Client Win: A Tale of Two Verdicts (Part I)

At 1:23 on Friday, May 3, 2019, a client who was injured by an impatient truck driver while riding his bicycle finally got the justice he deserved in a Durham County courtroom.

The Incident

In October 2016, Ryan McKenzie took part in Cycle North Carolina, an annual ride across the state that draws over 1000 participants from around the country. Ryan and a few other cyclists were lined up at a traffic light and when the light turned green. The defendant was driving a Ford F150 pickup truck and came up behind Ryan just as he rode through the intersection.

With oncoming traffic in the turning lane and the rushing truck close behind him, Ryan could see that he was in danger. Ryan moved far over to the right side of the road because he feared that he was going to be hit by the truck.

The Physical Damage & Recovery

As he pulled to the side, Ryan’s bicycle tire got stuck in a crack, causing him to fall into the road. Unfortunately, the truck was so close to Ryan’s bicycle that it ran over his left arm as he fell.

The friction from the tire and road surface punched holes in Ryan’s arm and damaged the skin on Ryan’s forearm. He needed a skin graft procedure, which required skin to be taken from his thigh.

The graft site on Ryan’s thigh got infected and required treatment. Ryan had to undergo physical therapy and had to have his father move in to help him as he recovered. Ryan healed, but his permanent scarring is a constant reminder of the injury.

A Case of Contributory Negligence

You might not know about the law that works against people injured in North Carolina because of the carelessness of other people, a law called contributory negligence. This law states that if an injured person contributed in any way to a crash, even if only a little, he could receive no compensation for his injuries. Only four states and the District of Columbia have this law. Every other state has overturned the outdated law.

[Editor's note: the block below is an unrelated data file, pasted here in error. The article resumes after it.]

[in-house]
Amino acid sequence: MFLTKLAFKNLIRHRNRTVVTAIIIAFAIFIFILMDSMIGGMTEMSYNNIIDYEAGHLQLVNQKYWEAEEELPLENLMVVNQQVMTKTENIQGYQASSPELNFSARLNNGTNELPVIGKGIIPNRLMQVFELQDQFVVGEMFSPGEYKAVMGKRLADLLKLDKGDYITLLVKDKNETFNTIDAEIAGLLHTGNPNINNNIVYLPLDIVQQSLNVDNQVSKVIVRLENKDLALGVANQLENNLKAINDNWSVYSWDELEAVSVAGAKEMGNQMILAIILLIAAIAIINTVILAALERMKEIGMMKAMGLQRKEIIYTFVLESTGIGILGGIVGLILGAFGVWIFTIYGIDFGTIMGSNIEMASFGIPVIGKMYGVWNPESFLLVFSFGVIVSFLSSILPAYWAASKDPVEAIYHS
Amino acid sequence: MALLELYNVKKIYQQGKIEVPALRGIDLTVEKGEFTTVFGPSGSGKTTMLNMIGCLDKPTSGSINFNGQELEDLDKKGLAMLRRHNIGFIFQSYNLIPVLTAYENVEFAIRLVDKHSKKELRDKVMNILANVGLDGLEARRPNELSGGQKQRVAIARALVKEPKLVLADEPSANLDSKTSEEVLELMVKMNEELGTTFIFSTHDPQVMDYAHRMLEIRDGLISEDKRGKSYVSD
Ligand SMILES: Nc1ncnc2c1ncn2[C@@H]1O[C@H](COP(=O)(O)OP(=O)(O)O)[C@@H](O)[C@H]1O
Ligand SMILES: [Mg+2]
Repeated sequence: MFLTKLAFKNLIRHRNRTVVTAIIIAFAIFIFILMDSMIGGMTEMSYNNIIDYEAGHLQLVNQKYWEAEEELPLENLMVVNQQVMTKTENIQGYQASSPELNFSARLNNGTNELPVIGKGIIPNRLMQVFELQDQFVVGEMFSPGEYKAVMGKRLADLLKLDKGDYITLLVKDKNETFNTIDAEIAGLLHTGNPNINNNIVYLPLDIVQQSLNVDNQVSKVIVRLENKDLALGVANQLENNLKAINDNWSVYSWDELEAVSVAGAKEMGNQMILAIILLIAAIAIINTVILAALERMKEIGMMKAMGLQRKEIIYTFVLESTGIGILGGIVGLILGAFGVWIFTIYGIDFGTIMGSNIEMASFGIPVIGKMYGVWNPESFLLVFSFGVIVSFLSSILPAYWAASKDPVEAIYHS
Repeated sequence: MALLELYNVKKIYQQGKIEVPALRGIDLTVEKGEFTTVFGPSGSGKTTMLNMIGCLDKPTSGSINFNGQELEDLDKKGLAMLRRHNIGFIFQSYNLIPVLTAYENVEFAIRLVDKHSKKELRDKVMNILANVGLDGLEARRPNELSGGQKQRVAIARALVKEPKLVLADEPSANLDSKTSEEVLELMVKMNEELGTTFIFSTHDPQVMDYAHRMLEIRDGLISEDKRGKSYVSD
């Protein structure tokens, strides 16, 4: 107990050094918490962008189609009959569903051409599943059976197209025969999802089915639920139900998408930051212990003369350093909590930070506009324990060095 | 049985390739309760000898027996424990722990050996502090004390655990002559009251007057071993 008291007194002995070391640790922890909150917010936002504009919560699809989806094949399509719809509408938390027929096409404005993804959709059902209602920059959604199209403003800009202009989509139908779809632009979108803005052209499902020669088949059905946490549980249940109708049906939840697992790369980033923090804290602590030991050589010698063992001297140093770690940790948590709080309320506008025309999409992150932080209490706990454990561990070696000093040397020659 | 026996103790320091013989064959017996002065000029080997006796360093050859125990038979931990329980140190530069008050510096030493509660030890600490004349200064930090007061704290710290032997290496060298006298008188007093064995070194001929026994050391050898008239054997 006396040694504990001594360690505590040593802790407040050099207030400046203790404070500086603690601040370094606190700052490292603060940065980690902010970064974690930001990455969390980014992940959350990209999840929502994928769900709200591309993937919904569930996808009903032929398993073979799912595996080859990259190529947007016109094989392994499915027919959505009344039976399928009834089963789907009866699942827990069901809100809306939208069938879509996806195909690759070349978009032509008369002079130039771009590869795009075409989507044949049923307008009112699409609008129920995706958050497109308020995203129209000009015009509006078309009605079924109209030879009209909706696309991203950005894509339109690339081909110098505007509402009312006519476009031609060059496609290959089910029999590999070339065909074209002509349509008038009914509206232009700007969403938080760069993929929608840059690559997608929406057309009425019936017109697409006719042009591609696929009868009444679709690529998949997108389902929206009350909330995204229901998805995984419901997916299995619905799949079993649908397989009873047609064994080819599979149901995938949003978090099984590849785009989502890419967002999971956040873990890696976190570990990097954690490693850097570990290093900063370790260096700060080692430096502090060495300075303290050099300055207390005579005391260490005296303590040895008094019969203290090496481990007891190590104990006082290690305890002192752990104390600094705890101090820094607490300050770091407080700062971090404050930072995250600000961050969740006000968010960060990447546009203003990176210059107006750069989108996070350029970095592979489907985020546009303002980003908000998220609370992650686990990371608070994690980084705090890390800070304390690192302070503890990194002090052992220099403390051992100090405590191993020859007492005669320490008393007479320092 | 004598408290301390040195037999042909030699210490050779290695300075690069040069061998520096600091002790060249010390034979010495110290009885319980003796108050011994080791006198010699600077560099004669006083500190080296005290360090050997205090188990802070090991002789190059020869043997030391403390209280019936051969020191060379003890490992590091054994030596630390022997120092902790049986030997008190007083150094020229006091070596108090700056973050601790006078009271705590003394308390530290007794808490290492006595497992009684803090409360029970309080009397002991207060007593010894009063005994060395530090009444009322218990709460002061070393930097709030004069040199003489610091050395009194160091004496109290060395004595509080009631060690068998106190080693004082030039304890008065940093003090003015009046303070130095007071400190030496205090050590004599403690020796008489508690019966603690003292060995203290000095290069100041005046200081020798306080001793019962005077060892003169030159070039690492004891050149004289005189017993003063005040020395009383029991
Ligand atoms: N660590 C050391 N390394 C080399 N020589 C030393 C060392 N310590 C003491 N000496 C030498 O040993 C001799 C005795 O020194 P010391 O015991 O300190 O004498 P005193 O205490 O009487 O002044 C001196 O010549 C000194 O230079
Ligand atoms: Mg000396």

In Ryan’s case, the defendant’s insurance company claimed that Ryan had done something wrong to at least partly cause his own injury. The defendant also denied that he had done anything wrong, even though he left the scene and he took more than 10 minutes to call 911. At the mediation of the case the insurance company offered $0 to Ryan.

The Trial

So, we had to take Ryan’s case to trial. The trial lasted for five days. Helen Baddour and Drew Culler offered testimony: from eyewitnesses who saw the driver violate the passing law, from an engineer who explained the crash; from the doctor who treated Ryan, and from Ryan himself.

Even though the insurance company claimed that the defendant driver had done nothing wrong, the defendant did not testify. The defendant did not offer any evidence at all that he was not at fault.

The Verdict

The twelve jurors from Durham County decided that that Ryan did nothing wrong. The truck driver would have been able to avoid hitting Ryan had he kept a proper and safe distance away from him.

The jury found that $150,000 was fair compensation for Ryan’s injuries. Ryan says he is no longer in pain from having his arm run over by the driver, and he is fortunate to be alive. Ryan hopes that his case will stop drivers from disobeying the law because every driver should leave room between vehicles so that they can safely pass.

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